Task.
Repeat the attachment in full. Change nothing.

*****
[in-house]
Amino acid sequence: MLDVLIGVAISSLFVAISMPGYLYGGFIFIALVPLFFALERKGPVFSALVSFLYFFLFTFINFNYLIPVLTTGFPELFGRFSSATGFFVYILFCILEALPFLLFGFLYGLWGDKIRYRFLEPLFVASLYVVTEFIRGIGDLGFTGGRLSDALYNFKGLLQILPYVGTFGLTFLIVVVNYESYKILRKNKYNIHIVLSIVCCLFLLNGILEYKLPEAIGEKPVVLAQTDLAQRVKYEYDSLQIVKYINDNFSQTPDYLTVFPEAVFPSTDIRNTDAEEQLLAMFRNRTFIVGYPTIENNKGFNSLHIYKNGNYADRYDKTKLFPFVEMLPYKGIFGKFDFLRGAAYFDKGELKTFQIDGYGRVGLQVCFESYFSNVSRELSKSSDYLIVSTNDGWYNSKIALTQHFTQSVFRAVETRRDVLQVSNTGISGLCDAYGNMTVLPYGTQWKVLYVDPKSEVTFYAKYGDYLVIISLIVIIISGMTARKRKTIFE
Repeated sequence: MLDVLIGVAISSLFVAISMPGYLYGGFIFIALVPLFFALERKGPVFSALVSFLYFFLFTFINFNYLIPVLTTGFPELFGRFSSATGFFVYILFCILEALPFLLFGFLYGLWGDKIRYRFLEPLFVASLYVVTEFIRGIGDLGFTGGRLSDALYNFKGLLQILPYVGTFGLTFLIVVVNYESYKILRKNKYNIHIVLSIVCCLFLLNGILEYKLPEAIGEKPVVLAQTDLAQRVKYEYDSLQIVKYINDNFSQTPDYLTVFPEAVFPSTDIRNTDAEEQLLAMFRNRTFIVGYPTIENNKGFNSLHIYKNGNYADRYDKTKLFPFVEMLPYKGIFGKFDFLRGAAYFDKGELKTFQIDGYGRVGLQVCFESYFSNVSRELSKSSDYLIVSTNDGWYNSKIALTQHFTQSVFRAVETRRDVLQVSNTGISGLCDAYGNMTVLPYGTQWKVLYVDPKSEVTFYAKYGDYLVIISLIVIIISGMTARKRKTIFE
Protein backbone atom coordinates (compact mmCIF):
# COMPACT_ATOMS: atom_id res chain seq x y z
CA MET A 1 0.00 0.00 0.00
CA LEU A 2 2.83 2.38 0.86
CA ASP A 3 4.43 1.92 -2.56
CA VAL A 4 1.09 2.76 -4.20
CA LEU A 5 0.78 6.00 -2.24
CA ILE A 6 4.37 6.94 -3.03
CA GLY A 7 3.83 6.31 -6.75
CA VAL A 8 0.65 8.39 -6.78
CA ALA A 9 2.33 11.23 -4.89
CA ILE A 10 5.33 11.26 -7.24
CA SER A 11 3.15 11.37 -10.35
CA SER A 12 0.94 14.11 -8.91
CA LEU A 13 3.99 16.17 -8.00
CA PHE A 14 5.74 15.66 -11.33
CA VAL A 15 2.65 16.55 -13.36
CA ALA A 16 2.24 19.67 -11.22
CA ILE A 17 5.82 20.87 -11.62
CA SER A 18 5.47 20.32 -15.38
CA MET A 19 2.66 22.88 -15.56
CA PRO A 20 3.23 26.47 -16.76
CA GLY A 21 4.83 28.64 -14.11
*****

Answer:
[in-house]
Amino acid sequence: MLDVLIGVAISSLFVAISMPGYLYGGFIFIALVPLFFALERKGPVFSALVSFLYFFLFTFINFNYLIPVLTTGFPELFGRFSSATGFFVYILFCILEALPFLLFGFLYGLWGDKIRYRFLEPLFVASLYVVTEFIRGIGDLGFTGGRLSDALYNFKGLLQILPYVGTFGLTFLIVVVNYESYKILRKNKYNIHIVLSIVCCLFLLNGILEYKLPEAIGEKPVVLAQTDLAQRVKYEYDSLQIVKYINDNFSQTPDYLTVFPEAVFPSTDIRNTDAEEQLLAMFRNRTFIVGYPTIENNKGFNSLHIYKNGNYADRYDKTKLFPFVEMLPYKGIFGKFDFLRGAAYFDKGELKTFQIDGYGRVGLQVCFESYFSNVSRELSKSSDYLIVSTNDGWYNSKIALTQHFTQSVFRAVETRRDVLQVSNTGISGLCDAYGNMTVLPYGTQWKVLYVDPKSEVTFYAKYGDYLVIISLIVIIISGMTARKRKTIFE
Repeated sequence: MLDVLIGVAISSLFVAISMPGYLYGGFIFIALVPLFFALERKGPVFSALVSFLYFFLFTFINFNYLIPVLTTGFPELFGRFSSATGFFVYILFCILEALPFLLFGFLYGLWGDKIRYRFLEPLFVASLYVVTEFIRGIGDLGFTGGRLSDALYNFKGLLQILPYVGTFGLTFLIVVVNYESYKILRKNKYNIHIVLSIVCCLFLLNGILEYKLPEAIGEKPVVLAQTDLAQRVKYEYDSLQIVKYINDNFSQTPDYLTVFPEAVFPSTDIRNTDAEEQLLAMFRNRTFIVGYPTIENNKGFNSLHIYKNGNYADRYDKTKLFPFVEMLPYKGIFGKFDFLRGAAYFDKGELKTFQIDGYGRVGLQVCFESYFSNVSRELSKSSDYLIVSTNDGWYNSKIALTQHFTQSVFRAVETRRDVLQVSNTGISGLCDAYGNMTVLPYGTQWKVLYVDPKSEVTFYAKYGDYLVIISLIVIIISGMTARKRKTIFE
Protein backbone atom coordinates (compact mmCIF):
# COMPACT_ATOMS: atom_id res chain seq x y z
CA MET A 1 0.00 0.00 0.00
CA LEU A 2 2.83 2.38 0.86
CA ASP A 3 4.43 1.92 -2.56
CA VAL A 4 1.09 2.76 -4.20
CA LEU A 5 0.78 6.00 -2.24
CA ILE A 6 4.37 6.94 -3.03
CA GLY A 7 3.83 6.31 -6.75
CA VAL A 8 0.65 8.39 -6.78
CA ALA A 9 2.33 11.23 -4.89
CA ILE A 10 5.33 11.26 -7.24
CA SER A 11 3.15 11.37 -10.35
CA SER A 12 0.94 14.11 -8.91
CA LEU A 13 3.99 16.17 -8.00
CA PHE A 14 5.74 15.66 -11.33
CA VAL A 15 2.65 16.55 -13.36
CA ALA A 16 2.24 19.67 -11.22
CA ILE A 17 5.82 20.87 -11.62
CA SER A 18 5.47 20.32 -15.38
CA MET A 19 2.66 22.88 -15.56
CA PRO A 20 3.23 26.47 -16.76
CA GLY A 21 4.83 28.64 -14.11